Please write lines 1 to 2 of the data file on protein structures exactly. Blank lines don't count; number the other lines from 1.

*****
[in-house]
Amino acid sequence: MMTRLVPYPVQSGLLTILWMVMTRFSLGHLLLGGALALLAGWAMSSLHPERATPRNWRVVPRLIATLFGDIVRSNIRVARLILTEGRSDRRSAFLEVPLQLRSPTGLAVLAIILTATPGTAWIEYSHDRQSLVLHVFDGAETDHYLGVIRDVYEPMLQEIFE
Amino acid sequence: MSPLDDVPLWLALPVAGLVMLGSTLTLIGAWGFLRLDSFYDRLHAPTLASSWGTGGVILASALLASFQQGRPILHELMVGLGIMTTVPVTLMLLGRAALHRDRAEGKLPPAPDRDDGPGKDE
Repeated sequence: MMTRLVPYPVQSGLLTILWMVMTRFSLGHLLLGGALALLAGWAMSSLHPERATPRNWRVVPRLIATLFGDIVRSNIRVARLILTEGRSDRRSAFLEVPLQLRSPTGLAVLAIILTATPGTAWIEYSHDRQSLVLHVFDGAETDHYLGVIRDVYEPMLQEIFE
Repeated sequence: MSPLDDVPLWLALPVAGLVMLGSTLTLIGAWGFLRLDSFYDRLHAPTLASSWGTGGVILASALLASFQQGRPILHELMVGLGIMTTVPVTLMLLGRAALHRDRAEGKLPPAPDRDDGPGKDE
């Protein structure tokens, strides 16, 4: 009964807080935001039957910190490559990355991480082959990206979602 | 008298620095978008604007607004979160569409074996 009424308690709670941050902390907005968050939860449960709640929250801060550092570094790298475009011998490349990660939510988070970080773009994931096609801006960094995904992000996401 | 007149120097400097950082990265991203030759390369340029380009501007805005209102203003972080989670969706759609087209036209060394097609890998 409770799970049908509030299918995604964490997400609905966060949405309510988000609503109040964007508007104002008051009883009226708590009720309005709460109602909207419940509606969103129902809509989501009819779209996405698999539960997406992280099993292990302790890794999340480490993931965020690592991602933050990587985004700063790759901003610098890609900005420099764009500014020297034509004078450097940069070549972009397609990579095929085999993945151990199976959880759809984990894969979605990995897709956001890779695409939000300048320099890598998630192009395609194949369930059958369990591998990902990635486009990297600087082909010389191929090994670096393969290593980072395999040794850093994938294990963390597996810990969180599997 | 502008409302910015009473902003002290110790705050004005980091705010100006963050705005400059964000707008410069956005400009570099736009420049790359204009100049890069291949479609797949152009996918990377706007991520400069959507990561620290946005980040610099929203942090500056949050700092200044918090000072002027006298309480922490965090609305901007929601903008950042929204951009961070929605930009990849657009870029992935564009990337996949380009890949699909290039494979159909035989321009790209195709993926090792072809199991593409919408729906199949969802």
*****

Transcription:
[in-house]
Amino acid sequence: MMTRLVPYPVQSGLLTILWMVMTRFSLGHLLLGGALALLAGWAMSSLHPERATPRNWRVVPRLIATLFGDIVRSNIRVARLILTEGRSDRRSAFLEVPLQLRSPTGLAVLAIILTATPGTAWIEYSHDRQSLVLHVFDGAETDHYLGVIRDVYEPMLQEIFE